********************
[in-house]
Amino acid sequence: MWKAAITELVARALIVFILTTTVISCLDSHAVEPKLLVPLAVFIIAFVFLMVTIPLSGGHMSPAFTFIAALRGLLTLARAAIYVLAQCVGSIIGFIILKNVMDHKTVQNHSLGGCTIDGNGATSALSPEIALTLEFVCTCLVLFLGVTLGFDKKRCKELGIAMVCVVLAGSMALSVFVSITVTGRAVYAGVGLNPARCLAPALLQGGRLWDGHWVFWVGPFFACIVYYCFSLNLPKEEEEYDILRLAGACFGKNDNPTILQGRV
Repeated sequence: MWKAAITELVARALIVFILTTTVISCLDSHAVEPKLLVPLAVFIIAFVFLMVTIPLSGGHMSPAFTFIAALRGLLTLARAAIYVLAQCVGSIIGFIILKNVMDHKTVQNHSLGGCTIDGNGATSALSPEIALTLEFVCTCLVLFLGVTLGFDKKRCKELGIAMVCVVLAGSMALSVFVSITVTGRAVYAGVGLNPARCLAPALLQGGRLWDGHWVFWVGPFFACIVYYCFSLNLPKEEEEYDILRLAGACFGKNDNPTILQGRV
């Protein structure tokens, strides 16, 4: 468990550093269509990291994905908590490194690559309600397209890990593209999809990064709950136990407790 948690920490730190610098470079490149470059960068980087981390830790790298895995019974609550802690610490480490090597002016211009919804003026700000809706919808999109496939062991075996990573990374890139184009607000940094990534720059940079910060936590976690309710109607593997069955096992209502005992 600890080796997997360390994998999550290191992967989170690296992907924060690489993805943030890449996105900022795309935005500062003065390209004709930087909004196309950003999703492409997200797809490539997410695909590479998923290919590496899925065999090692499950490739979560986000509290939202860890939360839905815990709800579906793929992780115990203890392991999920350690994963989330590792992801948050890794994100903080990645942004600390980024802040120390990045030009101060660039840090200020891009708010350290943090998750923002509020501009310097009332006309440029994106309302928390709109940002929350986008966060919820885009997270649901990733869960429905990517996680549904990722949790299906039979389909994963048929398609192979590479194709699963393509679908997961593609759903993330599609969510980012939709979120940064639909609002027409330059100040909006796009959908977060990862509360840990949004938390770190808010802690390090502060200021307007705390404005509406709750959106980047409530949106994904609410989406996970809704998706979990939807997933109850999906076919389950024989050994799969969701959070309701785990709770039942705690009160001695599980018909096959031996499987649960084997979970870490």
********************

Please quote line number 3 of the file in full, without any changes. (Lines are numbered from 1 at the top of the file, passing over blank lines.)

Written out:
Repeated sequence: MWKAAITELVARALIVFILTTTVISCLDSHAVEPKLLVPLAVFIIAFVFLMVTIPLSGGHMSPAFTFIAALRGLLTLARAAIYVLAQCVGSIIGFIILKNVMDHKTVQNHSLGGCTIDGNGATSALSPEIALTLEFVCTCLVLFLGVTLGFDKKRCKELGIAMVCVVLAGSMALSVFVSITVTGRAVYAGVGLNPARCLAPALLQGGRLWDGHWVFWVGPFFACIVYYCFSLNLPKEEEEYDILRLAGACFGKNDNPTILQGRV